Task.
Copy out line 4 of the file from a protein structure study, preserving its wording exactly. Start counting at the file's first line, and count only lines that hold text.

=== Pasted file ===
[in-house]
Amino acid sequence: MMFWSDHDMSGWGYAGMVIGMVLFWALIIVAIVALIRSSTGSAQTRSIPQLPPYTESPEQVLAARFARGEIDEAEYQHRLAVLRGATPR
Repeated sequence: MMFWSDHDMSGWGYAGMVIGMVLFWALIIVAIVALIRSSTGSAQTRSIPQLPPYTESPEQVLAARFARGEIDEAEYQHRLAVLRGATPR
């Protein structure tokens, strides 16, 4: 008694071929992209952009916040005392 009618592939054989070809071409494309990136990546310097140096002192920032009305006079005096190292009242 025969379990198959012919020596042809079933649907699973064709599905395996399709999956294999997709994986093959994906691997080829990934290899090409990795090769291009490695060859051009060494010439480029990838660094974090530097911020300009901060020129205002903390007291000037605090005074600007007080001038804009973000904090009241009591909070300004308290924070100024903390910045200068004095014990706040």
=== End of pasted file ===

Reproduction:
């Protein structure tokens, strides 16, 4: 008694071929992209952009916040005392 009618592939054989070809071409494309990136990546310097140096002192920032009305006079005096190292009242 025969379990198959012919020596042809079933649907699973064709599905395996399709999956294999997709994986093959994906691997080829990934290899090409990795090769291009490695060859051009060494010439480029990838660094974090530097911020300009901060020129205002903390007291000037605090005074600007007080001038804009973000904090009241009591909070300004308290924070100024903390910045200068004095014990706040």